Single Review Roundup: Vol. 3, No. 12

Autumn Nicholas is emerging as the most significant new singer-songwriter in recent memory.


“Stealing a Kiss”

The War and Treaty

Written by Michael Trotter and Tanya Trotter

Jonathan Keefe: At least in the modern era, country doesn’t have a great track record when it comes to songs on which married couples just go all-in on how horny they are for each other. Tim & Faith, Garth & Trisha, Blake & Miranda… None of them have recorded anything with the specific type of intensity The War & Treaty bring to “Stealing a Kiss,” a masterful slow-burn of a single that finds these two vocal powerhouses committing fully to every repetition of the line, “Baby, I want you.”

One of the recurring themes in the Every #1 Single of the 80s feature is the notion of country music by and for adults, and that’s what “Stealing a Kiss” is. It’s a record by a couple who have been together for ages and are still crazy about each other and who actually sound like it. Thirty-odd years ago, this probably wouldn’t have been as refreshing as it is. The song itself is a bit undercooked– it needs a stronger chorus for as many times as it’s repeated at the end– but the Trotters sure can make up for an awful lot with their voices and their passion. B

Kevin John Coyne: I mostly agree with Jonathan’s assessment of husband-and-wife romantic duets, though in recent years, my favorites have included Tim & Faith’s “I Need You” and Kane & Katelyn’s “Thank God.” 

But it usually doesn’t work because there’s something voyeuristic about it when artists who we know independently come together to sing a song that we know might specifically apply to the inner workings of their marriage.  It’s easier to get lost in a breakup call between Conway & Loretta than a booty call from Garth & Trisha, that’s for sure.

But the War and Treaty are glaringly beautiful exceptions to this rule, and I love hearing them share their unbridled passion for each other.  They sound fantastic, and the sound of this record is vintage seventies country through and through, before the genre started pretending that there was a wall between country and R&B instead of multiple bridges, tunnels, and roads.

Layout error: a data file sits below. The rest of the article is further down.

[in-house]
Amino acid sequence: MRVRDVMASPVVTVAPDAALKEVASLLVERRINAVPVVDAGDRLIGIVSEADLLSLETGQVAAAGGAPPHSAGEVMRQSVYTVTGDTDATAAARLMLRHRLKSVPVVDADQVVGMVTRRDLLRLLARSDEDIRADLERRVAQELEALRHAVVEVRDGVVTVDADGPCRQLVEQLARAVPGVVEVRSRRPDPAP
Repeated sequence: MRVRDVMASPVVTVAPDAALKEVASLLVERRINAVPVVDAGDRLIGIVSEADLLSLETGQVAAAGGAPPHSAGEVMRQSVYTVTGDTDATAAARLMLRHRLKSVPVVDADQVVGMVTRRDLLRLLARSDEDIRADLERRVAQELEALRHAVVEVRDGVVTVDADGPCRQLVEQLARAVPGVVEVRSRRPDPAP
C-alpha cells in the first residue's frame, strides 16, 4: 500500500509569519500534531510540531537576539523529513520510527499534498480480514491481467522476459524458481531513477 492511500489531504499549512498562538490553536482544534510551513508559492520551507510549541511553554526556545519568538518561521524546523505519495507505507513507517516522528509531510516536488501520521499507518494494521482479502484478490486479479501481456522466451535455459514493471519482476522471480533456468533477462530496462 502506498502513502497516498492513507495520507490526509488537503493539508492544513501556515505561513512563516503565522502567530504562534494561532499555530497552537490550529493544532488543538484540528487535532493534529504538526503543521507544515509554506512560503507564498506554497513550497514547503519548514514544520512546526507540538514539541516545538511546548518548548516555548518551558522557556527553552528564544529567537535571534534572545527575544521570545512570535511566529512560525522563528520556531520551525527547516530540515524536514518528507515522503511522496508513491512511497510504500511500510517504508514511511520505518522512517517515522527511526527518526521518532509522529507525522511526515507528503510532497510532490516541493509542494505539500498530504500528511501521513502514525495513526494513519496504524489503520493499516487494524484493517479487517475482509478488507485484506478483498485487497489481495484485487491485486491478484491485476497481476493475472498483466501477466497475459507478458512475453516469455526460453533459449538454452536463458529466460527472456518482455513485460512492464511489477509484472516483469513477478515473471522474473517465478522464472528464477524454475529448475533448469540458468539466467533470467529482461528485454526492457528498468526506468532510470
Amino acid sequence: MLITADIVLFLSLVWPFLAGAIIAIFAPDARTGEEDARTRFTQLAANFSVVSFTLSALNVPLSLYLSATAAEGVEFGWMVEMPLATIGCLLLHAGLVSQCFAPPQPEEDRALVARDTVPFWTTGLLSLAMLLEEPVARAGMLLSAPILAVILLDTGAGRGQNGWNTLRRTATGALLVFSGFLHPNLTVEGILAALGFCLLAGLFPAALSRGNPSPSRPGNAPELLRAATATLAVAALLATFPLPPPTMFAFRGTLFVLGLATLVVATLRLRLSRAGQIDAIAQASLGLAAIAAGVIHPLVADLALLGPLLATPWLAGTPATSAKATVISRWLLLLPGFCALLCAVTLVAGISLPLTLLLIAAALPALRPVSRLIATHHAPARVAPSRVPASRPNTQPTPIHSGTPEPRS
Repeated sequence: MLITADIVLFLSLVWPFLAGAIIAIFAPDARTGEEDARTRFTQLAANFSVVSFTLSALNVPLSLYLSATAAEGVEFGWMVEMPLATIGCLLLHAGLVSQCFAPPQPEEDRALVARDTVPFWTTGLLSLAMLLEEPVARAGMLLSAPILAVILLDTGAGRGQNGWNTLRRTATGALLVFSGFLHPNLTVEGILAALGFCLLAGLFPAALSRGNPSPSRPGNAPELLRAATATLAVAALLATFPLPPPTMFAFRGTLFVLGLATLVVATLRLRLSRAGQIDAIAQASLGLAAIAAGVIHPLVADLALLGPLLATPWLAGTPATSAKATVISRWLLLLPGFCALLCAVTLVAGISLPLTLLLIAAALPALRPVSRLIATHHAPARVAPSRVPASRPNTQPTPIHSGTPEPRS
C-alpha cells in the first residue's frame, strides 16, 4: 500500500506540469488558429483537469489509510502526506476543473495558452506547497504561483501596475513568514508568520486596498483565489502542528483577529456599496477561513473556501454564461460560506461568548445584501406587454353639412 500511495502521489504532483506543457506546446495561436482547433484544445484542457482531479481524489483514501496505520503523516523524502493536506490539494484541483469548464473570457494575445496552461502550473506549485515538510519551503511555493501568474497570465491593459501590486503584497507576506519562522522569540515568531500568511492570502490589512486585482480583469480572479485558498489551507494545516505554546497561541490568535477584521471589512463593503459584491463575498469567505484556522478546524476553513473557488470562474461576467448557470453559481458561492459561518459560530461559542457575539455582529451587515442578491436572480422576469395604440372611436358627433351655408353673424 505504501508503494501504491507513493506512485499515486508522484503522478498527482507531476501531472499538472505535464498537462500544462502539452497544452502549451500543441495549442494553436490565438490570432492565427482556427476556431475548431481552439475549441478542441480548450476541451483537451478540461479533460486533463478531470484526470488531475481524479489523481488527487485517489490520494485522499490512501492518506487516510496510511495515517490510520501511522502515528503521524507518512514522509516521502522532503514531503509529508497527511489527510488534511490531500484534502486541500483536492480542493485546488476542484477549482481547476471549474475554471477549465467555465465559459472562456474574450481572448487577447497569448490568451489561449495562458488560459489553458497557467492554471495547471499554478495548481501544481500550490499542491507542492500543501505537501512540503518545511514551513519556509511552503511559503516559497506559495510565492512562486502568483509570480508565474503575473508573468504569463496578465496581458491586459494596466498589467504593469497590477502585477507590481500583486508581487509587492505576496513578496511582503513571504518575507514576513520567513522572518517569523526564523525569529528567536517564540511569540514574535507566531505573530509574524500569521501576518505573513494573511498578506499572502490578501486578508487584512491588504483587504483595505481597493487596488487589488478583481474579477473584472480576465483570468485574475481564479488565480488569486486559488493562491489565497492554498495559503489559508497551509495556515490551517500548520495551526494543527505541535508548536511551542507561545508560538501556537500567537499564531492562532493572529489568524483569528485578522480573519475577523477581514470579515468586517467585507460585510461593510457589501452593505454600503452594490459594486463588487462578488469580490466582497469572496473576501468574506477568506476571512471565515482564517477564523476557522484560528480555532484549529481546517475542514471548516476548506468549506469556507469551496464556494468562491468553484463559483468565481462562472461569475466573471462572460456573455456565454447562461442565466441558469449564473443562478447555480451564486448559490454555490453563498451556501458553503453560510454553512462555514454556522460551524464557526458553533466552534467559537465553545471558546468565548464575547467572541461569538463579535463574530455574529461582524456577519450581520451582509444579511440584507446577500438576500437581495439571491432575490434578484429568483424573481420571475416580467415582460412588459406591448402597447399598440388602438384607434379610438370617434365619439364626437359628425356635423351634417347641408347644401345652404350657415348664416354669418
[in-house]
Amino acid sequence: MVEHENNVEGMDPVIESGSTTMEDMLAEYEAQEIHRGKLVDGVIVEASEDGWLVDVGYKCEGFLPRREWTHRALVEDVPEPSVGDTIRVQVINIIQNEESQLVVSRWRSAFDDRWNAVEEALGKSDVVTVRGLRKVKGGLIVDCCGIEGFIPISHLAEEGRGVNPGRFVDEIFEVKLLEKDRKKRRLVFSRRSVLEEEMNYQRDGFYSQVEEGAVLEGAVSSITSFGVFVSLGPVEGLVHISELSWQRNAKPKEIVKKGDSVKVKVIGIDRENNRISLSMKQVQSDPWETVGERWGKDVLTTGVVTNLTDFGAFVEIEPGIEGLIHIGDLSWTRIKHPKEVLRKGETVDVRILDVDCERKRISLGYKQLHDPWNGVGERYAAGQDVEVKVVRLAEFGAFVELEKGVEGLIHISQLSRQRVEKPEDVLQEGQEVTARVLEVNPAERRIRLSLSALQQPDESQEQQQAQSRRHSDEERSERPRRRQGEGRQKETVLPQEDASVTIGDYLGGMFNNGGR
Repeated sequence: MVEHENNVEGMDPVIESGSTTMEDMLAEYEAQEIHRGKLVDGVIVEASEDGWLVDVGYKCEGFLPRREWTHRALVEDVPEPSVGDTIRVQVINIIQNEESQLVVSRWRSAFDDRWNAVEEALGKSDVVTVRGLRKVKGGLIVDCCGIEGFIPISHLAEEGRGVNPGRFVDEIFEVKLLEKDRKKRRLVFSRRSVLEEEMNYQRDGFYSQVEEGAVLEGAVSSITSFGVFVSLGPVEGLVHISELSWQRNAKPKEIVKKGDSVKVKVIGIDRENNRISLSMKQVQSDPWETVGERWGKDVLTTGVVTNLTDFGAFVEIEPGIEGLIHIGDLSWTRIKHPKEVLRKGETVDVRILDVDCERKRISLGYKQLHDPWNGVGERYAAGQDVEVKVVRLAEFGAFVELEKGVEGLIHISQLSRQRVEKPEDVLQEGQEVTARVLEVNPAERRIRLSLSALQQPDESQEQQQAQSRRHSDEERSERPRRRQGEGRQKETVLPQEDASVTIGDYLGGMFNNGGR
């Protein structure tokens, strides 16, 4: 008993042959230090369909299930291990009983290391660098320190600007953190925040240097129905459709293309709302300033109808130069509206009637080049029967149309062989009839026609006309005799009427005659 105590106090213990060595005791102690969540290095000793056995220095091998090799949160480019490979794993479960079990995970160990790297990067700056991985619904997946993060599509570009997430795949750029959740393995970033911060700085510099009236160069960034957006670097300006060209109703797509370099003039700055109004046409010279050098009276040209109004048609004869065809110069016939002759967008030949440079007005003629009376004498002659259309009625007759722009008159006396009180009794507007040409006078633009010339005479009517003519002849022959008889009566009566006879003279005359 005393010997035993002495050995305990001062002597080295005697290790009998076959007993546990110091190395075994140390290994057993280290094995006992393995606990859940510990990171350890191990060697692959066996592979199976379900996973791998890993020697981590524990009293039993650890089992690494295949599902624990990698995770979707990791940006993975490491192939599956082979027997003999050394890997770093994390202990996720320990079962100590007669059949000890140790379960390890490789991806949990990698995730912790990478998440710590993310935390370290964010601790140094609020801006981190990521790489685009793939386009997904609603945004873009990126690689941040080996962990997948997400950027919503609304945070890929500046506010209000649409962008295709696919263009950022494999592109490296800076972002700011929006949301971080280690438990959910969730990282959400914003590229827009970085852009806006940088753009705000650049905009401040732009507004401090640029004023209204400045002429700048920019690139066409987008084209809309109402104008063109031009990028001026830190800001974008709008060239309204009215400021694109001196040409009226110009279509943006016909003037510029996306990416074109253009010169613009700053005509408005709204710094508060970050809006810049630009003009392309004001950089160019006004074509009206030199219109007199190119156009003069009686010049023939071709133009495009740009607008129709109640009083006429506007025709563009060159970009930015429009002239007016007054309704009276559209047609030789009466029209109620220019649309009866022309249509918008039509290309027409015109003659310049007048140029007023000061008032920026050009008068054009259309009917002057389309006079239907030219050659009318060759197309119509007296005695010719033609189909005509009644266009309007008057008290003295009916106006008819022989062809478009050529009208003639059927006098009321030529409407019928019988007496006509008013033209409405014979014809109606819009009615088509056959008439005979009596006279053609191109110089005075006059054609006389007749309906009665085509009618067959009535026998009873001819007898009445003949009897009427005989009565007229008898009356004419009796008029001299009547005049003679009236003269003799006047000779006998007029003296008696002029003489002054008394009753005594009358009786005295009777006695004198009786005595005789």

I hope radio gives this one a chance. B+



Sara Evans

Written by Sara Evans, Madi Diaz, and Sean McConnell 

KJC: Sara Evans deserves all the credit in the world for writing from such a place of vulnerability.

“Pride” must have been a painful and cathartic song to birth, as it directly addresses the physical and emotional abuse of her partner. I especially liked this line: “You’d turn into Jekyll and I’d run and hide.”  It’s a cool enough turn of phrase to overlook that Jekyll was actually the good guy, and Hyde was the guy to hide from.  

So it’s passable enough as a song. But as a record?

Sadly, it’s more painful than cathartic to listen to. This needed a killer vocal performance to make it soar, and we got the opposite.  This is well below her usual standard, a sign that she is struggling to adjust her vocals to the changes that come with time.  

In her defense, I think that she was going for something more immediate and raw, but she doesn’t fully commit to that with the production, which is mostly acoustic until those turn of the century drum machines come in.

Go listen to the Gaslighter album to hear this kind of thing done well.  C- 

JK: I don’t love how country has trended increasingly in the direction of strict autobiography as the only path toward believable or quality storytelling over the last twenty years, and it takes a particular caliber of songwriter to pull that off in ways that feel edited with a sense of purpose. At their best, acts like Jason Isbell, Brandy Clark, and the two artists featured below are among those who routinely pull that off. 

Evans, though her candor here is admirable on some level, simply isn’t that strong of a songwriter.

The lyrics here are personal, but that connection alone doesn’t mean that they’re good on their own merits. “Are you insane, or are you brilliant / Am I crazy or just resilient” is as god-awful a forced rhyme as anything I’ve heard since Miranda Lambert’s “Over You,” and what’s supposed to be the big kiss-off line at the end of the chorus (“The only thing that you can’t swallow / Is your pride”) is a bizarre insult that scans awkwardly into the song’s meter and melody. Good for Evans if this somehow feels empowering, but these lyrics are an over-written mess.